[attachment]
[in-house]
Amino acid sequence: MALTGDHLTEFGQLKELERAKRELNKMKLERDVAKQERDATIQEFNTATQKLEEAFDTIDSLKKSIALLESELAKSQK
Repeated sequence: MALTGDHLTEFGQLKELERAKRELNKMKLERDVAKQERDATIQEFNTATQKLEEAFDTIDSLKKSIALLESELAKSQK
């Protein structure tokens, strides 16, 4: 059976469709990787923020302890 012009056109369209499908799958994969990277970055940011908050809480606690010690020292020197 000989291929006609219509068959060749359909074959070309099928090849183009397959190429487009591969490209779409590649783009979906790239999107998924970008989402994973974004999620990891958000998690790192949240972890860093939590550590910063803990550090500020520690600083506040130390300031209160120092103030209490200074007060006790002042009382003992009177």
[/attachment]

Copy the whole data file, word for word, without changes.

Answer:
[in-house]
Amino acid sequence: MALTGDHLTEFGQLKELERAKRELNKMKLERDVAKQERDATIQEFNTATQKLEEAFDTIDSLKKSIALLESELAKSQK
Repeated sequence: MALTGDHLTEFGQLKELERAKRELNKMKLERDVAKQERDATIQEFNTATQKLEEAFDTIDSLKKSIALLESELAKSQK
């Protein structure tokens, strides 16, 4: 059976469709990787923020302890 012009056109369209499908799958994969990277970055940011908050809480606690010690020292020197 000989291929006609219509068959060749359909074959070309099928090849183009397959190429487009591969490209779409590649783009979906790239999107998924970008989402994973974004999620990891958000998690790192949240972890860093939590550590910063803990550090500020520690600083506040130390300031209160120092103030209490200074007060006790002042009382003992009177």